We suggest that floral retailers use the segmentation profiles of Easter lily purchasing shown in this research, and compare these with their own market demographics. These findings should help growers and retailers to identify new market opportunities for this most traditional Easter holiday potted plant.

Table 1. Measured Demographic Characteristics of US Floral-Buying Households





Annual Household Income

Census Region of Household


$10,000 or less




$10,001 - $25,000


North Central (Mid-West)


$25,001 - $50,000


South Atlantic


$50,001 - $75,000


South Central


$75,001 - $100,000




Over $100,000





Urbanization Level of Household

Age of Respondent


Metropolitan Area


Under 25


City or Town (pop. under 50,000)


25 - 34


Rural or Country


35 - 44




45 - 54

Presence of Children in Household


55 - 64


No Children


65 - 74


One or More Children


75 or Older





Presence of Retirees in Household

Highest Education Level in Household


No Retirees


Grade School


One or More Retirees


High School




Technical Degree

Gender Composition of Household


College Degree


Single Male


Graduate/Professional Degree


Single Female




More than One Adult

Year of Research Study




1996, 1998, or 2000








Table 2. US Household Counts and Projections by Age of Householder, 2000 Through 2010






Age of




Projected Change in US





Households (2000-2010)






Under 45





45 - 54





55 - 74





75 & Older















Source: US Bureau of Census




About Our Analysis. To identify household demographic characteristics that most influence the incidence of Easter lily purchasing, we performed a "tree segmentation" analysis of our database. This research technique searches through our database to develop a predictive tree diagram that depicts groups of households that have high and low purchasing incidence for Easter lilies. The first branch in the tree diagram represents the best predictor demographic characteristic (of all those measured in Table 1) that most distinguishes high and low purchase incidence for Easter lilies. The overall group of households is then split on this characteristic, and the analysis repeats itself on the resulting household demographic groups. Subsequent branches in the tree diagrams represent additional predictors of purchasing incidence. All splits and branches in the tree diagrams are statistically significant. In essence, our tree segmentation model identifies the highly significant household demographics that largely predict Easter lily purchase, and reveals the priority sequence of those demographic characteristics.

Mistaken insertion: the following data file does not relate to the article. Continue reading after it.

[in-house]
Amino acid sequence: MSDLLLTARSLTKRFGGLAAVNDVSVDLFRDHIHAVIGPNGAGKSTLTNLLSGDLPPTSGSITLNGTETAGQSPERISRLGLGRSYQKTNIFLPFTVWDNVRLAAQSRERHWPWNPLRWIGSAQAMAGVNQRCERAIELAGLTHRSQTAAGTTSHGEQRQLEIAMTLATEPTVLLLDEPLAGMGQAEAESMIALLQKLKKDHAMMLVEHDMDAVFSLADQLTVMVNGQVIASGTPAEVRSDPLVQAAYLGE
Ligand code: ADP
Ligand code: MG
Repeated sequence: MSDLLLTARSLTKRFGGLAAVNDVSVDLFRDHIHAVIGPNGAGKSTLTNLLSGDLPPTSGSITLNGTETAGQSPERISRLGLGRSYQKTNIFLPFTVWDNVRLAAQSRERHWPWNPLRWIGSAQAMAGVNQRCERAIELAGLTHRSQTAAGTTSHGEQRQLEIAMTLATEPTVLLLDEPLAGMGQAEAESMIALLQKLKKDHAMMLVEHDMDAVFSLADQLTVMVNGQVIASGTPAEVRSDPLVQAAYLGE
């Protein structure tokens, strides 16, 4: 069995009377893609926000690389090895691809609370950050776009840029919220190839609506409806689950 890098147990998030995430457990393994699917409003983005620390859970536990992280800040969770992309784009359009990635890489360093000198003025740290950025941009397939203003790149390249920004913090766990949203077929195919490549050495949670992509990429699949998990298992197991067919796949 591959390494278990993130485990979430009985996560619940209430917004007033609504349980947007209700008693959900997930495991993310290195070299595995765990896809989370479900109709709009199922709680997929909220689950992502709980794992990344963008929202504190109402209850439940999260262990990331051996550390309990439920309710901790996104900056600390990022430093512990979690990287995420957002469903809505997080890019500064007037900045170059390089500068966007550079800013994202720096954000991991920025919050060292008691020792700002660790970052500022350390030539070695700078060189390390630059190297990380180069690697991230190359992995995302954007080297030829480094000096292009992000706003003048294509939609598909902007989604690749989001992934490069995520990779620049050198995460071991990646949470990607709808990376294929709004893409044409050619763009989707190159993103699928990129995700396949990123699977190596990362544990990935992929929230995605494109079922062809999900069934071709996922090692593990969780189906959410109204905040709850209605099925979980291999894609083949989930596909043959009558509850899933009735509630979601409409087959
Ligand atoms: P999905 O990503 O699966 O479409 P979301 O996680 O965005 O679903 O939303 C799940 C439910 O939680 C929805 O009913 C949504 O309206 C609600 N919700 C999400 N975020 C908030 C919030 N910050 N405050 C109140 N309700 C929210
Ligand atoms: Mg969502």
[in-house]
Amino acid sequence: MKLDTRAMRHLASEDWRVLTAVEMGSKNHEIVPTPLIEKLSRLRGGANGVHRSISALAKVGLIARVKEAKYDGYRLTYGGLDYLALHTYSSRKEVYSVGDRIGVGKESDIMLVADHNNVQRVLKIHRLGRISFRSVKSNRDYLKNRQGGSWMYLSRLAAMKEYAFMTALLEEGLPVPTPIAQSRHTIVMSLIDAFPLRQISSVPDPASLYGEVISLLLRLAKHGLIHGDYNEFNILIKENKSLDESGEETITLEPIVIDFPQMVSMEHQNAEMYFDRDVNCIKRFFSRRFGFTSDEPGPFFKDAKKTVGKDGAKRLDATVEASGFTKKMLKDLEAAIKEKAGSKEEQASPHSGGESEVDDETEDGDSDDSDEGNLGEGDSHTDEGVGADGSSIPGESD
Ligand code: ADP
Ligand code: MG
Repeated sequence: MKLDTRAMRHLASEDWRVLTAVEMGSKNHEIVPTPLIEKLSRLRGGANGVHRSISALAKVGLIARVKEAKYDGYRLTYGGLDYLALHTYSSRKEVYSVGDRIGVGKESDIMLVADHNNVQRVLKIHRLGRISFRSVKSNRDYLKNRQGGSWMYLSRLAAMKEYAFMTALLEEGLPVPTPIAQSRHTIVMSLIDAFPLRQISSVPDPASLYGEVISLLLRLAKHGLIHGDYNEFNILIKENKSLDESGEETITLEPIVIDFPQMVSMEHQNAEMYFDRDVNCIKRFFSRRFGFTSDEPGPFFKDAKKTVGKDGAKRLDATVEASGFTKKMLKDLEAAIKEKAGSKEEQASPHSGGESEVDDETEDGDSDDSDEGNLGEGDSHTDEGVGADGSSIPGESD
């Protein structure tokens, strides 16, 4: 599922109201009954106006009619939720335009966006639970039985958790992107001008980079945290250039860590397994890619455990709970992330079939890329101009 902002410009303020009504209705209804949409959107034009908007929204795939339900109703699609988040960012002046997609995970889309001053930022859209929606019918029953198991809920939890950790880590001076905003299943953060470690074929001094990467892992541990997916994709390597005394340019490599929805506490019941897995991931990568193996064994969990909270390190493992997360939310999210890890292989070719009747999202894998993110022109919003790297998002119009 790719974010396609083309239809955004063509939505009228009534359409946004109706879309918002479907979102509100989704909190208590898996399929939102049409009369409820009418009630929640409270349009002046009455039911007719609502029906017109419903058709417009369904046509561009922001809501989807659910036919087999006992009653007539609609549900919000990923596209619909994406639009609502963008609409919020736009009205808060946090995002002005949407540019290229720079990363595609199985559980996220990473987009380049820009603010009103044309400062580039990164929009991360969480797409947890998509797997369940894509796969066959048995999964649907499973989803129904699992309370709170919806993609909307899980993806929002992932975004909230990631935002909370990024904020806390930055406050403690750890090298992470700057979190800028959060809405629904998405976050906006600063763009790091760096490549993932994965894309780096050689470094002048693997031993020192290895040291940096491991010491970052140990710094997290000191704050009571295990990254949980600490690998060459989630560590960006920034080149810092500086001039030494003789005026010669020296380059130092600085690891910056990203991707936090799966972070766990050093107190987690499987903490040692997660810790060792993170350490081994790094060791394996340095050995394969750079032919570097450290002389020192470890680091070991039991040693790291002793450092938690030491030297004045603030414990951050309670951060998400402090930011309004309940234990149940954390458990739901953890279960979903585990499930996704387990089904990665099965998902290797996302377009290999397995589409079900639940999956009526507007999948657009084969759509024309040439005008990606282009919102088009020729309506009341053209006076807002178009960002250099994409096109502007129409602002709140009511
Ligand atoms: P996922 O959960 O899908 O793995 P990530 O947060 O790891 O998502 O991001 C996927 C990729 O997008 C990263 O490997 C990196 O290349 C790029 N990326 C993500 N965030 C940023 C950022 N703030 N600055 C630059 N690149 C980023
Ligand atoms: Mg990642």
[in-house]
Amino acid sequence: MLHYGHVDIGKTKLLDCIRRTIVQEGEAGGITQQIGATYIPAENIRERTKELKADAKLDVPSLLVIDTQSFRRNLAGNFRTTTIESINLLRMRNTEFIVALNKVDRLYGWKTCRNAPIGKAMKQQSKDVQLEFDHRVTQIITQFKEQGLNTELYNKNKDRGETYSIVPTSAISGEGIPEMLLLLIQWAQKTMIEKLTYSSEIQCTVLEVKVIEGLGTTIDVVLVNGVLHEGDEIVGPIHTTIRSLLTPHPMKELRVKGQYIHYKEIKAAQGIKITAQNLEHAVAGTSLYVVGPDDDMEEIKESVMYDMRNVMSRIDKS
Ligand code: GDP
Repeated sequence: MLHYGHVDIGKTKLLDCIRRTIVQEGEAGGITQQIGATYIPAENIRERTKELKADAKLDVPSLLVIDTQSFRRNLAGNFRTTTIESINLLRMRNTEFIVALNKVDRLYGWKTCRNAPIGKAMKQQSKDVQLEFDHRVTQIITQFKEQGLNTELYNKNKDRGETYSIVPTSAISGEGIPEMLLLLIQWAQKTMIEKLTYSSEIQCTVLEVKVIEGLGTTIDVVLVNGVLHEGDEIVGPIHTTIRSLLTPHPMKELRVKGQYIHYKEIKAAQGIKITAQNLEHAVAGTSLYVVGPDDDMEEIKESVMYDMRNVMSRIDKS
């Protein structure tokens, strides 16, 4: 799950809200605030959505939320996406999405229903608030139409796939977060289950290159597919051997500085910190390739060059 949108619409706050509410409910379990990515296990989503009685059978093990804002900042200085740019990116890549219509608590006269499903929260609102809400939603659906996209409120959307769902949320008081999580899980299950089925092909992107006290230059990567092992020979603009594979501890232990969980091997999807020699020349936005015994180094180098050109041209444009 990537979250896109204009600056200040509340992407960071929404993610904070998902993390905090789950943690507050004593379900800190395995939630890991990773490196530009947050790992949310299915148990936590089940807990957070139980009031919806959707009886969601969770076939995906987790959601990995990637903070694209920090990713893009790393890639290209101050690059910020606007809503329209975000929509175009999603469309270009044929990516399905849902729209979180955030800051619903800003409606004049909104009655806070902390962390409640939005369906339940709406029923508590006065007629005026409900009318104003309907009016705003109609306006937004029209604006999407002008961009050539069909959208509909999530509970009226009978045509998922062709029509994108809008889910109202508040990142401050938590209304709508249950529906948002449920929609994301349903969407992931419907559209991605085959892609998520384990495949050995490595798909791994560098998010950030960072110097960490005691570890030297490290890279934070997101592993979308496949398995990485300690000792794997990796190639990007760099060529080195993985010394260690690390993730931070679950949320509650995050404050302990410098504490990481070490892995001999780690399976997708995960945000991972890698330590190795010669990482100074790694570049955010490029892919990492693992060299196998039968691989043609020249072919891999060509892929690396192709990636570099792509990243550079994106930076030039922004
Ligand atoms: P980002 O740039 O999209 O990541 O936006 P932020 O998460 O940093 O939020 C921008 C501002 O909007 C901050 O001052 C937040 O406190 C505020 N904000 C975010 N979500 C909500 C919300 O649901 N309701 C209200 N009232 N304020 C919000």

The five Census regions shown in Table 1 are identified by the following states: Northeast (CT, MA, ME, NH, NJ, NY, PA, RI, VT), North Central or Mid-West (IA, IL, IN, KS, MI, MO, MN, NE, ND, OH, SD, WI), South Atlantic (DC, DE, FL, GA, MD, NC, SC, VA, WV), South Central (AL, AR, KY, LA, MS, OK, TN, TX), and West (AK, AZ, CA, CO, HI, ID, MT, NM, NV, OR, UT, WA, WY).

About the Authors. Drs. Tom and Tim Prince, formerly of The Ohio State University, are brothers and co-founders of Prince & Prince, Inc., a leading marketing research specialist in the floral and green plant industries. Prince & Prince has completed more than 50 major marketing research reports for the floral and floral-related industries in the US, and has also conducted floral marketing research in Canada, the United Kingdom, Holland, and Germany. They conceptualize, design, and implement market studies and product tests for floral and green-plant suppliers, floral importers, wholesale florists, retail florists, and floral-industry associations. For more information about their marketing research and reports for sale, visit their web site at www.FloralMarketResearch.com.